“Priscus believes that the gods have spoken,” Pandareus said. “He and his colleagues on the Commission have the duty of determining the Republic’s proper response to the gods’ warning. Whereas I –”
He paused in mid-phrase, waiting till Varus looked up and met his eyes by starlight. They were ambling along at Varus’ usual pace. That was probably slower than the teacher would be walking on his own, but it was a better rate for talking anyway.
“– am not sure that the Sibyl is speaking the words of the gods. Indeed, I’m not sure that the gods exist, Gaius Varus. Which is not an admission that I would make generally, even in so large and sophisticated a city as Carce.”
“No sir,” said Varus. It wasn’t likely that Pandareus would be executed for blasphemy the way Socrates had been in Athens centuries before, but if there were a loud to-do about the matter, he would lose students. Whatever they might think privately, very few politically inclined fathers would want themselves and their sons to be associated with someone who denied that the gods fought for Carce.
Varus met his teacher’s eyes again. “And sir?” he said. “Thank you. I appreciate the compliment. Though I do believe in the gods.”
The more so after what I saw tonight. But those words caught in his throat when he considered speaking them aloud.
“I was praising your ability to consider all sides of a question,” Pandareus said. “Not your opinions themselves. Though I hope –”
His voice lost some of its lightness.
“– that you don’t think I’m saying that I’m smarter or wiser than my friend Priscus. We’re in disagreement on the point at issue, as we are on a number of points. Whether the authorship of the Nicomachian Ethics can really be ascribed to Aristotle, for example. One or both of us must be in error on many issues, but I will say –”
Pandareus smiled much more broadly than he usually did.
“– that my friend and I make far more subtle and intelligent blunders than the ordinary run of men do.”
Varus pondered for a moment. His hesitation wasn’t over what question to ask but rather whether he should speak at all.
“Ask, my student,” said Pandareus in the tone of dry pedantry that he generally employed in class. “You needn’t fear that I will consider you stupid; and as for ignorance: all men are ignorant, are we not?”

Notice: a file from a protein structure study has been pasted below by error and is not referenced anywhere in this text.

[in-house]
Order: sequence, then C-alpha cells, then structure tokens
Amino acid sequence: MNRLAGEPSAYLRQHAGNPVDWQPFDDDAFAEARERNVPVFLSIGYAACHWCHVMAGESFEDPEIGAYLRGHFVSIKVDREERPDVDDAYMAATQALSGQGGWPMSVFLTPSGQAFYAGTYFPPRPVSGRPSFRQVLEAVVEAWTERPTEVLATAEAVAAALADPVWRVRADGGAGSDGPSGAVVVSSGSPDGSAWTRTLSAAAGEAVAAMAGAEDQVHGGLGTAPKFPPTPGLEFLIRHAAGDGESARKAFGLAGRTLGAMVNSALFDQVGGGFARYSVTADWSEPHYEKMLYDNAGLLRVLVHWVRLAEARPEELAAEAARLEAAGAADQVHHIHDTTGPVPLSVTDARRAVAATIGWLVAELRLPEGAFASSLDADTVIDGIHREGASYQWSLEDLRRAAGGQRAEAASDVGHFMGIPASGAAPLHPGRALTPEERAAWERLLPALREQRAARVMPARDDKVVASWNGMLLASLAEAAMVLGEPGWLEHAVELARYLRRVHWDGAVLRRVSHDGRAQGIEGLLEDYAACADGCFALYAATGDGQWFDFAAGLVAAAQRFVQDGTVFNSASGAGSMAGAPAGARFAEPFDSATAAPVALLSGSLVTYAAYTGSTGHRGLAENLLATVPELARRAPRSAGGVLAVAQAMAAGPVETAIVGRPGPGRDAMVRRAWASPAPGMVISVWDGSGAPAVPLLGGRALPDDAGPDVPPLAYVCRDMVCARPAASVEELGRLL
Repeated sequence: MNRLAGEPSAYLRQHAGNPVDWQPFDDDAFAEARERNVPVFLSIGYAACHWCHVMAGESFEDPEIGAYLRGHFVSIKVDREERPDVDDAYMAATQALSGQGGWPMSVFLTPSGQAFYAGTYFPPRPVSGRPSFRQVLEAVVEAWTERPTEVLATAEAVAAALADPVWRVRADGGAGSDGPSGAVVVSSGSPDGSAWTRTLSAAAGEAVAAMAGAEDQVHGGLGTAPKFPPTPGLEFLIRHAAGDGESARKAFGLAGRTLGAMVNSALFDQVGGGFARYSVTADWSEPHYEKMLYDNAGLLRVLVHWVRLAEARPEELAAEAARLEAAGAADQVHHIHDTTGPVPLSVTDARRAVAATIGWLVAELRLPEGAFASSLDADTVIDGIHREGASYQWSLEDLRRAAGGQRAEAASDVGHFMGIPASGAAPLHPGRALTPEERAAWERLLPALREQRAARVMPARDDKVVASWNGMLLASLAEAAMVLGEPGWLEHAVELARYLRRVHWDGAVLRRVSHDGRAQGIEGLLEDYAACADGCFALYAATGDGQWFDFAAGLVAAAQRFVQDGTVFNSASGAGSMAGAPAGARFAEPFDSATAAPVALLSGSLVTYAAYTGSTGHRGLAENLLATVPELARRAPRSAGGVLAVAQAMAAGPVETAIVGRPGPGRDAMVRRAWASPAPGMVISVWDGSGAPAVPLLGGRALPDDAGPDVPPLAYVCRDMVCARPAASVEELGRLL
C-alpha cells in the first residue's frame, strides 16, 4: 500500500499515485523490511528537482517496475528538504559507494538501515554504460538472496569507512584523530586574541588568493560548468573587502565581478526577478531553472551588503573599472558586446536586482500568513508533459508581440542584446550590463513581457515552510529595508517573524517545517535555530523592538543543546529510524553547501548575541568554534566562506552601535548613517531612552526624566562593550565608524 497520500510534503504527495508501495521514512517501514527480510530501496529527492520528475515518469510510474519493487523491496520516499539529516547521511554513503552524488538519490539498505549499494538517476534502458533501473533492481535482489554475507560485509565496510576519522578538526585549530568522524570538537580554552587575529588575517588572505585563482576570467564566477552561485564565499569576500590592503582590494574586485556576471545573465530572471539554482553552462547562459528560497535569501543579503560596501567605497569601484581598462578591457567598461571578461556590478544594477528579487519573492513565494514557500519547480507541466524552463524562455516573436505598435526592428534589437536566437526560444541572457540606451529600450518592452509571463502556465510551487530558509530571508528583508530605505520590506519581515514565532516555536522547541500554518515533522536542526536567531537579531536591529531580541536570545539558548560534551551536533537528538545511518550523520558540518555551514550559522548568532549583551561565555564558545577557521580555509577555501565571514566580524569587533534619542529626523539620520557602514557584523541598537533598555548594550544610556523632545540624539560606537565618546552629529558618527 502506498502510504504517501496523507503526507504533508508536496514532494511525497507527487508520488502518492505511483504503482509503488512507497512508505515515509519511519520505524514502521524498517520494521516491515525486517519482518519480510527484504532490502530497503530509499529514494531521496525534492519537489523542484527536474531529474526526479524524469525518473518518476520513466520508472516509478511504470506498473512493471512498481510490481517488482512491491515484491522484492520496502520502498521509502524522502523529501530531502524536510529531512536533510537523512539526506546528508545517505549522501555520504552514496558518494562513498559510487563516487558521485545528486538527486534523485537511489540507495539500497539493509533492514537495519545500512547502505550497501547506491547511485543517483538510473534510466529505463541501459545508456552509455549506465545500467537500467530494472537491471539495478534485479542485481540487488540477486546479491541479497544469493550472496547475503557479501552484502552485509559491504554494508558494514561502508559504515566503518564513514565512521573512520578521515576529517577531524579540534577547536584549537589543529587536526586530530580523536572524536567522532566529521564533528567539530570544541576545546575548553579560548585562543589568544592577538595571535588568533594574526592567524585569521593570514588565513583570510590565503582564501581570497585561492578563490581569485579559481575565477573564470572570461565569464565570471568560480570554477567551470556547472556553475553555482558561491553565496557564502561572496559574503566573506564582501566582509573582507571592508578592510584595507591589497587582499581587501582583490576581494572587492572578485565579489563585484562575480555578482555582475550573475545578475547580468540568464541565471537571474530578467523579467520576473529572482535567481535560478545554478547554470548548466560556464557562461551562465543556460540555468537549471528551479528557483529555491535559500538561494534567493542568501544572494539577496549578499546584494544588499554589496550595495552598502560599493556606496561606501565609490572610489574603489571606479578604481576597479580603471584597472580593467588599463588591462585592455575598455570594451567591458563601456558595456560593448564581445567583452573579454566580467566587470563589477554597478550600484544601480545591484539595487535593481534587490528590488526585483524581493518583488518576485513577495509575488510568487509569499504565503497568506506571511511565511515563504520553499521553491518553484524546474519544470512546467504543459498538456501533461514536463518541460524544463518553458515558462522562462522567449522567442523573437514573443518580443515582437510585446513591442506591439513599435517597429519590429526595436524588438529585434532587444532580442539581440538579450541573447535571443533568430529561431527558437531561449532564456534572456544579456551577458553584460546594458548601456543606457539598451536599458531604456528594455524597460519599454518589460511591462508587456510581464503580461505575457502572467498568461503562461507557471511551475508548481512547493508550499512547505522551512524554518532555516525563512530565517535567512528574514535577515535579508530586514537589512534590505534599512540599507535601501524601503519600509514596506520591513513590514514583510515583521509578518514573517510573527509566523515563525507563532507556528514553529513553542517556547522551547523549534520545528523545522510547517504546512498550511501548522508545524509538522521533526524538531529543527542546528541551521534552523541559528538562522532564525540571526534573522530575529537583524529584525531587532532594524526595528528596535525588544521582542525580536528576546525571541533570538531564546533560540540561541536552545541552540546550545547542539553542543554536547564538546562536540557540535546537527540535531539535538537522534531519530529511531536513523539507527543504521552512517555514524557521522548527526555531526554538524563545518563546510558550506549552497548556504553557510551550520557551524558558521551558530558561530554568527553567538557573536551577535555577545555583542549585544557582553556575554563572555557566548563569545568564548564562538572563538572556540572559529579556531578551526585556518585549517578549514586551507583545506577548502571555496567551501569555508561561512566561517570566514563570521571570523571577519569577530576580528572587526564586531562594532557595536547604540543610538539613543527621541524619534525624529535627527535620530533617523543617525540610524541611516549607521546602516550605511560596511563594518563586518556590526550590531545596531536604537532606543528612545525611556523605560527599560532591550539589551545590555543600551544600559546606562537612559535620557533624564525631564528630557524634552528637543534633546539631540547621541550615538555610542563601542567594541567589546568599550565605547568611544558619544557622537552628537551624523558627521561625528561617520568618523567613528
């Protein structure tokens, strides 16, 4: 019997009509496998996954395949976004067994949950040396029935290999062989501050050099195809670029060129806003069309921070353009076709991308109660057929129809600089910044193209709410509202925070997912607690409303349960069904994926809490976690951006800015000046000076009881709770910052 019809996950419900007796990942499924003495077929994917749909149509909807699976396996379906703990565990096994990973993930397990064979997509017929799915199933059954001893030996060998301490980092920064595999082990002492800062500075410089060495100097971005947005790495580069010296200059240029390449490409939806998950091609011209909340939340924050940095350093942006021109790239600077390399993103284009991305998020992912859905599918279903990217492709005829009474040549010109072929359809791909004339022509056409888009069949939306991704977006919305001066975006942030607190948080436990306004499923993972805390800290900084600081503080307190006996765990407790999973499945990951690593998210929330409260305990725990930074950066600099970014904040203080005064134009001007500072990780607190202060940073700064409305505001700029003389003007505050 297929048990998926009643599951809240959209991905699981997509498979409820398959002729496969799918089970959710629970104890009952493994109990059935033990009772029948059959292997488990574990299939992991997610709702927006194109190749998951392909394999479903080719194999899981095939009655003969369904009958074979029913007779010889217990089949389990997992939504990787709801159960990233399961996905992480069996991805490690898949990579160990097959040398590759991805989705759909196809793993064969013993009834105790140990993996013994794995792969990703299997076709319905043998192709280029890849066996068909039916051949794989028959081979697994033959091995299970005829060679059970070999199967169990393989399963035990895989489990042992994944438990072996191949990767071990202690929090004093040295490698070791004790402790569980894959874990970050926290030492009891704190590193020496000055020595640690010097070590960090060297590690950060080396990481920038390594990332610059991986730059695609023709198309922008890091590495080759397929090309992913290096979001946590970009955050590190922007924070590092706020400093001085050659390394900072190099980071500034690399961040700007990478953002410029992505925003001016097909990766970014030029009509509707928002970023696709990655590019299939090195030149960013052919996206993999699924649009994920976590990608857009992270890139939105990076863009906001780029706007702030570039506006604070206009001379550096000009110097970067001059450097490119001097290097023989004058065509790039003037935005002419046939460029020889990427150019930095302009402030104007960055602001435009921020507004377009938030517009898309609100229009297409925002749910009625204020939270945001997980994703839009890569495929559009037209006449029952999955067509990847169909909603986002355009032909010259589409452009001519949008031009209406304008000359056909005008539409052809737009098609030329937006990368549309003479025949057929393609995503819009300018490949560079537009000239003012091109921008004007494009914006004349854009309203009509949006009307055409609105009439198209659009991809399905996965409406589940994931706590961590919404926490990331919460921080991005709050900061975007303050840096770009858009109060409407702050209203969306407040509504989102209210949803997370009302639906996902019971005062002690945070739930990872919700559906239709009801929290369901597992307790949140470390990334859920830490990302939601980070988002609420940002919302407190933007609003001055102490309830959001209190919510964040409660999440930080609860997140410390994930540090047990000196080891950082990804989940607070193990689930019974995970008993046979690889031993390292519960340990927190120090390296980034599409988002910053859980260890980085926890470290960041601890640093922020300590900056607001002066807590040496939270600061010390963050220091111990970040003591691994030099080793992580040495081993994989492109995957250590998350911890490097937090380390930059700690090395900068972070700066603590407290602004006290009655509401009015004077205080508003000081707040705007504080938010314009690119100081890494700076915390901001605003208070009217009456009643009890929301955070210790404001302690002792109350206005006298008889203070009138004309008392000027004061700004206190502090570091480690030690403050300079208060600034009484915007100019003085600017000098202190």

“Sir,” Varus said, keeping his eyes for now on the pair of linkmen two paces ahead. They were the closest servants. He doubted they could hear the conversation, and if they did, there was no one they could repeat it to that would matter.
“What do you think the solution to the . . . , Varus said. Threat? Danger? “To the situation, that is, will be? Since you don’t have confidence in the sort of response that the Commission will recommend.”
“I think, Lord Varus . . . ,” Pandareus said, subtly changing the dynamics of the discussion. Heretofore they had been teacher and scholar. Now he was addressing Varus with the formality owed by a foreigner to a senator’s son. “That the answer will come from you. You have twice demonstrated knowledge which goes beyond where scholarship and logic have taken me.”
“Me?” said Varus, so startled that he managed to kick the heel of his right foot with his left toe. He almost went sprawling. “Sir, I don’t know anything. I didn’t even hear myself speaking when you say I did. I mean, I believe you, but I can’t guide you.”
“Perhaps,” said Pandareus, but his tone didn’t suggest he agreed with Varus. “In that case, someone or something is guiding you. I hope that we — that all of us, that the Republic — can benefit from that guidance through you.”
“Sir, I . . . ,” Varus said. He didn’t know what to say next. The servants leading the entourage had slowed to a loiter at the intersection ahead, where the street which led east toward Pandareus’ apartment branched from the Sacred Way. Varus needed to go north to get home.